Most samples are very similar (showing projections with very similar coordinates on the PC space). Individuals (samples) that behave differently in this sense are 69 and 67 because they separate clearly from the other samples on the first PC (Figure 1). These samples have extreme values on the wavelengths 435 nm, 432.5 nm, 437.5 nm, 440 nm, 430 nm, 307.5 nm, 305 nm, 302.5 nm, 300 nm and 297.5 nm as expected. This can be due to measurement errors or real variations in water quality, observed with more sensitivity at these wavelengths, which could be confirmed by measuring water quality parameters.

PCA including response variables (TSS, COD, fCOD) does not change the individual structure, meaning that most information is already contained in UV-Vis data. The projection of response variables shows that they are also strongly correlated to the UV-Vis variables, especially TSS as this variable is highly correlated to the first PC (very low angle with PC1 axis) where 90.1 % of the variance is explained. Moreover, COD and fCOD are strongly correlated to the second PC which explains only 9.4 % of variance. These two variables are strongly correlated to each other. Variables most highly correlated to the second PC and therefore to COD and fCOD are (in nm): 205, 207.5, 210, 212.5, 215, 217.5, 220, 222.5, 225, 227.5 (Figure 2). This result indicates clearly that chemical parameters detected at visible wavelengths are related to suspended solids and that parameters related to organic pollution are related to non-visible wavelengths. Moreover, it is possible to conclude that the difference between filtered and non filtered COD is very low, showing similar variance behaviors between them. This does not mean that the COD and the fCOD values are similar but that the information they provide (in terms of variance) is similar.

PCA analysis made it also possible to determine precisely which wavelengths are more related to each of the chemical parameters. TSS is close to wavelengths 435.0 nm, 432.5 nm, 437.5 nm and 440.0 nm, COD to wavelengths 222.5 nm, 220.0 nm, 217.5 nm and 215.0 nm, fCOD differs most from the other response variables and is close to wavelengths 212.5 nm, 210.0 nm, 207.5 nm and 205.0 nm. These results are in accordance with the relationship of wavelengths correlated to PC 1 for TSS and PC2 for COD and fCOD (Figure 2).

The K-K-means best grouping structure was obtained for 3 clusters on all three data sets (UV-Vis, Response Variables, UV-Vis+Response Variables). Therefore, we worked with 3 clusters. For these data sets, the best Gaussian kernel parameter was sigma= 0.0001. This low value indicates that even though variables are highly linearly correlated as was shown through PCA, some non-linear structure in the data persists and is extracted trough kernel projection on a Hilbert space (Figure 3).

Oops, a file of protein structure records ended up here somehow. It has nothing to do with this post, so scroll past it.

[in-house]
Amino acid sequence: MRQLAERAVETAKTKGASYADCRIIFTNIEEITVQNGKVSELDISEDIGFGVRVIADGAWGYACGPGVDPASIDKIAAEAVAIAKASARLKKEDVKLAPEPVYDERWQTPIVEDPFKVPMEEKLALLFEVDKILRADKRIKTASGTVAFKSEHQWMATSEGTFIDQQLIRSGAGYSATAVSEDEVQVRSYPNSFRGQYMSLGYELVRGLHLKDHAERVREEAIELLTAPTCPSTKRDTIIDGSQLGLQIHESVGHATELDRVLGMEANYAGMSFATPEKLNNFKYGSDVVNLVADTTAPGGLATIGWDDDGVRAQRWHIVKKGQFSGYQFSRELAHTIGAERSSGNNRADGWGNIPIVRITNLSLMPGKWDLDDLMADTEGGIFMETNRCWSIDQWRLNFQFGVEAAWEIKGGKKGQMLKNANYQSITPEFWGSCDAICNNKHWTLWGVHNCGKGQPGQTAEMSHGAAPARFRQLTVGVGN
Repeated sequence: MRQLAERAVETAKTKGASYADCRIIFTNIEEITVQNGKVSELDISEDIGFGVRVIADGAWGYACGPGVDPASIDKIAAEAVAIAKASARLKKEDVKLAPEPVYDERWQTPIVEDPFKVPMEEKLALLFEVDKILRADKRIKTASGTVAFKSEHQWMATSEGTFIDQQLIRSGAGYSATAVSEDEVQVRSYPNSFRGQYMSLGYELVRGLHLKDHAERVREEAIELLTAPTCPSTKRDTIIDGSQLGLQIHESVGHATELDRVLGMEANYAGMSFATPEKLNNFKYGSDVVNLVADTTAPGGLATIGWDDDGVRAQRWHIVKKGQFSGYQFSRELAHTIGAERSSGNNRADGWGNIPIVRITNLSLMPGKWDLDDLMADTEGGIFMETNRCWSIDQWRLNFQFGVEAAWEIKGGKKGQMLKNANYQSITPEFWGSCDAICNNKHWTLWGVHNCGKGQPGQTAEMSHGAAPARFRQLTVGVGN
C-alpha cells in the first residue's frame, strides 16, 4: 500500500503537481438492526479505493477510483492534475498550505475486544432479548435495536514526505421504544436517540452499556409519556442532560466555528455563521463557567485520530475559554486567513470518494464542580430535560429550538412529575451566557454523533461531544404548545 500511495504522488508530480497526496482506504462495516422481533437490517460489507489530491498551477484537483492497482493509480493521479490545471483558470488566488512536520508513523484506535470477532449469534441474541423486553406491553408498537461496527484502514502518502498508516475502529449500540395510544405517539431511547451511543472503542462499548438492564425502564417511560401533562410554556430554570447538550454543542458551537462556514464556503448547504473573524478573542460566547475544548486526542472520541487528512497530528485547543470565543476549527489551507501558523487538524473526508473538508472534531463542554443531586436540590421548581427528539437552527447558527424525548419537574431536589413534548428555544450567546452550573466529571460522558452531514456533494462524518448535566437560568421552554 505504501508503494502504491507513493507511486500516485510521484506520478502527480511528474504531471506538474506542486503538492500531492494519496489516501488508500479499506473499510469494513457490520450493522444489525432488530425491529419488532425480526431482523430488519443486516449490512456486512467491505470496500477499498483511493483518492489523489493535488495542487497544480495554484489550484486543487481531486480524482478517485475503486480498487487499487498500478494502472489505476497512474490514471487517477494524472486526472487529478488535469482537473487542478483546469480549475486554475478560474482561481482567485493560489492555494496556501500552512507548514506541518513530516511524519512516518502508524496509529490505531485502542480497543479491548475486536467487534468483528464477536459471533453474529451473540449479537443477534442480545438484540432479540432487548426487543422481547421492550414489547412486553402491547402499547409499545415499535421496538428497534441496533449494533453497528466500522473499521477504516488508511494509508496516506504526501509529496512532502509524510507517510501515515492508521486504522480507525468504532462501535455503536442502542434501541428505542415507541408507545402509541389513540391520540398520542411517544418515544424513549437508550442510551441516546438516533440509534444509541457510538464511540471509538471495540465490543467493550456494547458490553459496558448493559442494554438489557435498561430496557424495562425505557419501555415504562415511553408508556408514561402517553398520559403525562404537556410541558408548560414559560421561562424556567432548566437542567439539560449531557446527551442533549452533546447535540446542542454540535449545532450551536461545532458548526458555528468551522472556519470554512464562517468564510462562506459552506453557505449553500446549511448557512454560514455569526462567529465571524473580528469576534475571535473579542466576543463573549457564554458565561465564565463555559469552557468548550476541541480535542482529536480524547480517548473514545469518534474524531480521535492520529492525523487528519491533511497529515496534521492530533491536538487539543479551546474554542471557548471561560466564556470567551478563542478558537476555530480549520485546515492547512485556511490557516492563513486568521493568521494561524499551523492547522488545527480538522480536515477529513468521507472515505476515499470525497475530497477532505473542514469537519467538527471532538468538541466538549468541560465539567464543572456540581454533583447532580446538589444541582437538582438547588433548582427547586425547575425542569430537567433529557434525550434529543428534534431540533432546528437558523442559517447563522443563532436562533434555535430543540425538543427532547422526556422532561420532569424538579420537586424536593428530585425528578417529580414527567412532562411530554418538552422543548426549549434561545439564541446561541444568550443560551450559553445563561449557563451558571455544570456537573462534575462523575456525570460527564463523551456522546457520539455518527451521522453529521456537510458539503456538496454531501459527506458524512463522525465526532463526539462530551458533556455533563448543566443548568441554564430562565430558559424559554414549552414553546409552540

In order to detect samples that behave differently in regard of UV-Vis and response variable data, we compared the three clusters generated with K-K-means and we detected that 6 samples (0.05 %) were systematically placed in a different cluster (13, 14, 27, 52, 75 and 89). For the rest of the individuals, most of them (approx. 80 %) were placed in the same cluster and approx. 20% were placed in two different clusters when UV-Vis alone, UV-Vis and response variables and response variables alone were used. These outlier samples are outliers at a non-linear level and PCA outliers 69 and 67 are outliers at a linear level as had already been detected by PCA (Fig. 4). Notice that samples 67 and 69 have different absorbance fingerprints (Figure 1) but their TSS, COD and fCOD concentration values are exactly the same (931 mg/L, 956 mg/L and 150 mg/L, respectively for both samples 67 and 69, see Fig. 4). This indicates a problem with the data set received and confirms the detections of these samples as outliers. The outliers could have originated due to wrong measurements of the The spectrometer *spectro::lyser* or the laboratory measurements. Because of the low weight of laboratory measurements (only 3), the outliers are more likely to exist, due to the absorbance measurements.

SVM-regression is much more robust and reliable than linear regression, because it will be less affected by linear outliers that showed to have a very different behavior from the other samples at the linear level (Fig. 2,4) as has been shown in other works [12].

Fig. 5-7 show the results of the SVM regression applied on UV-Vis data in order to model response variables. Predictions on calibration data are very high, but predictions on validation data are not satisfactory for TSS, COD and fCOD.